Living, working, creating with others to grow into more conscious, mature, whole and happy people has always interested me. I discovered that being committed and being part of a committed whole, is really one and the same thing as being completely myself. And being with others who are also interested in creating this larger whole together, bringing their gifts and talents, their strengths, fears, concerns and joys, makes me feel very alive, in harmony with the earth and the role I imagine we as humans can and need to play on it.
So whether or not we actually build new homes and gardens on land or whether we create a community based on existing homes, gardens, organizations and relationships, I am holding this focus of “realizing humanity’s unity”. I can’t think of a more challenging and fulfilling purpose.
Every community has its unique character. I hope ours will unfold through involving a growing number of people who are interested both in the inner and outer dimensions of interconnectivity of all living beings and enjoy exploring and manifesting that together."
Tomma von Haeften
Sociocracy / Process Circle
Web Site Manager
Vision / Mission Group
Born in 1960 in Germany
Lives in Great Barrington, MA with her husband Jim.
Went to art school and was an abstract painter until her early thirties. Then changed her focus to healing and transformation work, and trained in several modalities, which she offered in her private practice. Currently she is most inspired by teaching people how to hold weekly intention circles and guiding clients through altered state plant medicine journeys.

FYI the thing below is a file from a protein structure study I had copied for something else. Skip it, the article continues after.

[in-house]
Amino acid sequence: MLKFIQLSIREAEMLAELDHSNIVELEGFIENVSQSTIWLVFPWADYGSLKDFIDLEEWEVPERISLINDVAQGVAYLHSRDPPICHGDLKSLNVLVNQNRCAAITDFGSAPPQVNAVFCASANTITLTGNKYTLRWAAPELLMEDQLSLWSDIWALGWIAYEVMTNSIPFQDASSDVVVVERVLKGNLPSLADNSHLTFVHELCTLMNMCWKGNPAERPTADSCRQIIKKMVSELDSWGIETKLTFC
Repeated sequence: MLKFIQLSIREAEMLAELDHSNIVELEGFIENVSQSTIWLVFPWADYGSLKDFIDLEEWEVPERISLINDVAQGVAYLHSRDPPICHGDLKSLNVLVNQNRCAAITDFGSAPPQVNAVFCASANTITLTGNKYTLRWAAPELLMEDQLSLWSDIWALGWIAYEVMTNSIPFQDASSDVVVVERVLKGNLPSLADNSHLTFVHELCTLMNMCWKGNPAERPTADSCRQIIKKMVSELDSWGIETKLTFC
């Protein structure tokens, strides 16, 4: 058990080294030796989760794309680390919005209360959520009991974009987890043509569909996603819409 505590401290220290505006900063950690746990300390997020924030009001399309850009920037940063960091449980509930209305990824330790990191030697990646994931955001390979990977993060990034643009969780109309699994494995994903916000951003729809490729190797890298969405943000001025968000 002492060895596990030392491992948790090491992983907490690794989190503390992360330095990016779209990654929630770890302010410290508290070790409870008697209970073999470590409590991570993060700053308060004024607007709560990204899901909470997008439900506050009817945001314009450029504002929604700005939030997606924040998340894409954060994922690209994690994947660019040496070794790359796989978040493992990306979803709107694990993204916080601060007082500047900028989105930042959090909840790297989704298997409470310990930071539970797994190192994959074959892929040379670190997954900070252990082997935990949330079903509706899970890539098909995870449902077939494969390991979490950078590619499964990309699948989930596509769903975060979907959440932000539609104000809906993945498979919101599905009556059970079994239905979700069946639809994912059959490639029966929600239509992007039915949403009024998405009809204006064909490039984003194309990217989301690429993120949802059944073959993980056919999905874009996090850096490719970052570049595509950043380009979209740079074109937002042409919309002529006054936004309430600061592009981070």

She is also a devout gardener, loves hiking in the Alpes, and cooking gourmet vegan food. Once a year she and Jim travel to Europe for two months so that they can spend time with their european families.
For the last three years she spent one day a week to take care of her ex-husband, who lived with progressed Alzheimers. He passed in July of 2020.
"In my opinion living in conscious community is the most fertile place where we can learn how to create a more peaceful and sustainable world. So much of the pain I have seen human beings suffer from comes at the core from a deep sense of separateness or alienation. Somewhere deep down I think we all have this longing for profound inner and outer connectedness. It feels like something we humans need to remember, something we need to jointly figure out again how to do. I believe it's part of this transition into a raised vibration.
So I really see this very complex process of creating a community as a powerful way I can contribute to the wellbeing of our planet. It seems to be the most fascinating and rewarding endeavor I can imagine right now.
What I most look forward to are the regular experiences of collaboration; whether in cooking dinner together, tending gardens together, or solving a problem together... I am so eager to experience a lessening of this dominating, pressurized mindset of "I have to do this on my own."